∆_Danielsahn_∆'s Comment
member avatar

I don't use my trailer brake, either. We were told not to, unless absolutely necessary. I just don't remember the reason, now, other than during the winter, and possible freezing. I will have to check into that.

Jamie's Comment
member avatar

double-quotes-start.png

All of my 4 drive wheels have spring breaks, so do our trailers. I always pull both. To make my truck idle when out set parameters, I push in the yellow. In winter, I would rather have my trailer breaks freeze than the tractor. It's easier to get under the trailer to bang on the drums.

double-quotes-end.png

Okay, this is a new thing to my rookie mind. No one ever told me that the parking brakes have an effect on idling. Can anyone elaborate on that? It sounds like important information.

It doesn't work that way on Schneider trucks, but some other companies you can bypass the idle shutdown by releasing your trailer brakes.

andhe78's Comment
member avatar

I have never set my trailer brakes when parking. Our trailer air bags deflate when the brakes are set, and some of our trailers drop enough to jam winches into the tires.

Because Rick mentioned it twice: I don’t know the state of everyone’s equipment, but I do not lose enough air on a break or even on a 34 for my brakes to pop. If they do, I’m out looking for an air leak.

TWIC:

Transportation Worker Identification Credential

Truck drivers who regularly pick up from or deliver to the shipping ports will often be required to carry a TWIC card.

Your TWIC is a tamper-resistant biometric card which acts as both your identification in secure areas, as well as an indicator of you having passed the necessary security clearance. TWIC cards are valid for five years. The issuance of TWIC cards is overseen by the Transportation Security Administration and the Department of Homeland Security.

Page 2 of 3 Previous Page Next Page Go To Page:

New Reply:

New! Check out our help videos for a better understanding of our forum features

Bold
Italic
Underline
Quote
Photo
Link
Smiley
Links On TruckingTruth


example: TruckingTruth Homepage



example: https://www.truckingtruth.com
Submit
Cancel
Upload New Photo
Please enter a caption of one sentence or less:

Click on any of the buttons below to insert a link to that section of TruckingTruth:

Getting Started In Trucking High Road Training Program Company-Sponsored Training Programs Apply For Company-Sponsored Training Truck Driver's Career Guide Choosing A School Choosing A Company Truck Driving Schools Truck Driving Jobs Apply For Truck Driving Jobs DOT Physical Drug Testing Items To Pack Pre-Hire Letters CDL Practice Tests Trucking Company Reviews Brett's Book Leasing A Truck Pre-Trip Inspection Learn The Logbook Rules Sleep Apnea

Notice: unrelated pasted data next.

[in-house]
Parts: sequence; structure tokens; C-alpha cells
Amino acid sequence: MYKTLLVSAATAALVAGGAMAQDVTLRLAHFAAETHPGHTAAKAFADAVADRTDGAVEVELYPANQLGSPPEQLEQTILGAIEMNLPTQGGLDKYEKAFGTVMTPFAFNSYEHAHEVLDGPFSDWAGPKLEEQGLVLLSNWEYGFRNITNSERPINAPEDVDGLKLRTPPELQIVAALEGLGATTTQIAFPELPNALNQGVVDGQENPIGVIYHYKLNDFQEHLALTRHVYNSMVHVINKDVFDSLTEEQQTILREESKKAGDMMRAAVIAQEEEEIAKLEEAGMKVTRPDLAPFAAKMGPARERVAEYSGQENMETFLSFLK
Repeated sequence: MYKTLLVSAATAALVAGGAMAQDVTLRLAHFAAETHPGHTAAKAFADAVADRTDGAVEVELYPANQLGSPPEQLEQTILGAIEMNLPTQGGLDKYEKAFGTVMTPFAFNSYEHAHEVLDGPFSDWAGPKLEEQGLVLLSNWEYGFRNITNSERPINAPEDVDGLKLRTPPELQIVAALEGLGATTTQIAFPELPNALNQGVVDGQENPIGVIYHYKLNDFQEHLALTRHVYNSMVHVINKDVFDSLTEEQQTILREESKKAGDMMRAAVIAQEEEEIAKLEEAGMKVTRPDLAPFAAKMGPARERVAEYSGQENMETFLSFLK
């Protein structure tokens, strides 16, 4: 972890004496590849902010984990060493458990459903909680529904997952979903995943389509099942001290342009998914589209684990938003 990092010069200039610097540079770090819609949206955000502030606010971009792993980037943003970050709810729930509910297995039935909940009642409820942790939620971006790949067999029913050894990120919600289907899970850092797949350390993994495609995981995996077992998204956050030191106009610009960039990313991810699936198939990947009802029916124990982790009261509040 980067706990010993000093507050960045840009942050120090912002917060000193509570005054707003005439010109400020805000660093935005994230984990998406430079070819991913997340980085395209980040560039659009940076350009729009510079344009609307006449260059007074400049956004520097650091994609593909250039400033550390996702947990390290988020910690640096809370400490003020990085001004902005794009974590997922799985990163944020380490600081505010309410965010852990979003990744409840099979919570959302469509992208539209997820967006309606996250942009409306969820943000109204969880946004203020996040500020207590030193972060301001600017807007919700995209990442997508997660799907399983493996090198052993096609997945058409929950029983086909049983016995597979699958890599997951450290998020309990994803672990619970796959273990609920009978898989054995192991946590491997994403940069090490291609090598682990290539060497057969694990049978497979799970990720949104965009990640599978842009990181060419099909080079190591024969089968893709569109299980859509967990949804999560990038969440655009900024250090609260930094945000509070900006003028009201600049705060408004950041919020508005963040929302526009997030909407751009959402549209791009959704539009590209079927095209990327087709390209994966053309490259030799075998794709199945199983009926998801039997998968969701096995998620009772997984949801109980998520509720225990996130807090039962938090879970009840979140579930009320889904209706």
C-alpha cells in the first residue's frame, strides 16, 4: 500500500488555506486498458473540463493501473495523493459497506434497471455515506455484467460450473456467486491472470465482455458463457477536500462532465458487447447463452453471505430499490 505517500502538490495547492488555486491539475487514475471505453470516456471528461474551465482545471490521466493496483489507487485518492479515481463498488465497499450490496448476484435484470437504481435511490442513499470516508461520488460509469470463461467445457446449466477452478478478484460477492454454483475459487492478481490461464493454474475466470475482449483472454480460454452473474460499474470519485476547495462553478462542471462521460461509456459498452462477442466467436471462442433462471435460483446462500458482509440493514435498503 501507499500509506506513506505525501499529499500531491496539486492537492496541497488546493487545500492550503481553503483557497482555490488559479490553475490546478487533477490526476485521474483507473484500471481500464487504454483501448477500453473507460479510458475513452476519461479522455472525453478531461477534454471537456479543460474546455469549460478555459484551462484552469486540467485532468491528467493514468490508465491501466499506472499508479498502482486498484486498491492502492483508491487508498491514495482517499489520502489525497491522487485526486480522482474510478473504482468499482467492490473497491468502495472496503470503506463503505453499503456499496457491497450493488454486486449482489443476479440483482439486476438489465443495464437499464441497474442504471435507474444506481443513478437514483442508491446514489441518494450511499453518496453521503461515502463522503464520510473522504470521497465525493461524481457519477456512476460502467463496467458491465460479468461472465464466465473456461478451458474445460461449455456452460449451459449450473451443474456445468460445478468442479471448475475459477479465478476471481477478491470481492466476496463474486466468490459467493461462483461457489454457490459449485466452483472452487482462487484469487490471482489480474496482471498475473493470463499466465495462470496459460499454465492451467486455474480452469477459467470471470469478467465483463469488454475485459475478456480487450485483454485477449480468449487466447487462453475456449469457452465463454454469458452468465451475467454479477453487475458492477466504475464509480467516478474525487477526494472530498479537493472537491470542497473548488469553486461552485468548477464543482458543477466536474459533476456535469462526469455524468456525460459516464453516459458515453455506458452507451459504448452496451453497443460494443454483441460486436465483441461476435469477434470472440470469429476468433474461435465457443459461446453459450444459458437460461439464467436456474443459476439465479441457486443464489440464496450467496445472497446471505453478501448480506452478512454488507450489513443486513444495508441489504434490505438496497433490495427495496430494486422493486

Done
Done

0 characters so far - 5,500 maximum allowed.
Submit Preview

Preview:

Submit
Cancel

Join Us!

We have an awesome set of tools that will help you understand the trucking industry and prepare for a great start to your trucking career. Not only that, but everything we offer here at TruckingTruth is 100% free - no strings attached! Sign up now and get instant access to our member's section:
High Road Training Program Logo
  • The High Road Training Program
  • The High Road Article Series
  • The Friendliest Trucker's Forum Ever!
  • Email Updates When New Articles Are Posted

Apply For Paid CDL Training Through TruckingTruth

Did you know you can fill out one quick form here on TruckingTruth and apply to several companies at once for paid CDL training? Seriously! The application only takes one minute. You will speak with recruiters today. There is no obligation whatsoever. Learn more and apply here:

Apply For Paid CDL Training

About Us

TruckingTruth was founded by Brett Aquila (that's me!), a 15 year truck driving veteran, in January 2007. After 15 years on the road I wanted to help people understand the trucking industry and everything that came with the career and lifestyle of an over the road trucker. We'll help you make the right choices and prepare for a great start to your trucking career.

Read More

Becoming A Truck Driver

Becoming A Truck Driver is a dream we've all pondered at some point in our lives. We've all wondered if the adventure and challenges of life on the open road would suit us better than the ordinary day to day lives we've always known. At TruckingTruth we'll help you decide if trucking is right for you and help you get your career off to a great start.

Learn More